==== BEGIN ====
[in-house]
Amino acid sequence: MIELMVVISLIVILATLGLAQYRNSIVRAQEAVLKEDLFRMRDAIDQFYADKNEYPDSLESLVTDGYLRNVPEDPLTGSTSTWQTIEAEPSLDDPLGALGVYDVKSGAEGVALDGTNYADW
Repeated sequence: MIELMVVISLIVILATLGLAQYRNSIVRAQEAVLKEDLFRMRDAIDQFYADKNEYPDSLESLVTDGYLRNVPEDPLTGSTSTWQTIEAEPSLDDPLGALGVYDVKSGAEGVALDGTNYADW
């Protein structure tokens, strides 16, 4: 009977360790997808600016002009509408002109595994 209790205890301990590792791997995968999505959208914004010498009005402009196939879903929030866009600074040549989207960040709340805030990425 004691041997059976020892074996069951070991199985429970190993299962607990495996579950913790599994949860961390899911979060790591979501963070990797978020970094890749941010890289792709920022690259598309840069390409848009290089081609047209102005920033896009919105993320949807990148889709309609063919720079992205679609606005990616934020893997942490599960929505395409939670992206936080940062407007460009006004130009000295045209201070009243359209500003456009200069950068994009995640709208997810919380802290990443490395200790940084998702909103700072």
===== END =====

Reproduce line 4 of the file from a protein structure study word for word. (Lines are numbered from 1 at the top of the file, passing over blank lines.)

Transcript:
């Protein structure tokens, strides 16, 4: 009977360790997808600016002009509408002109595994 209790205890301990590792791997995968999505959208914004010498009005402009196939879903929030866009600074040549989207960040709340805030990425 004691041997059976020892074996069951070991199985429970190993299962607990495996579950913790599994949860961390899911979060790591979501963070990797978020970094890749941010890289792709920022690259598309840069390409848009290089081609047209102005920033896009919105993320949807990148889709309609063919720079992205679609606005990616934020893997942490599960929505395409939670992206936080940062407007460009006004130009000295045209201070009243359209500003456009200069950068994009995640709208997810919380802290990443490395200790940084998702909103700072």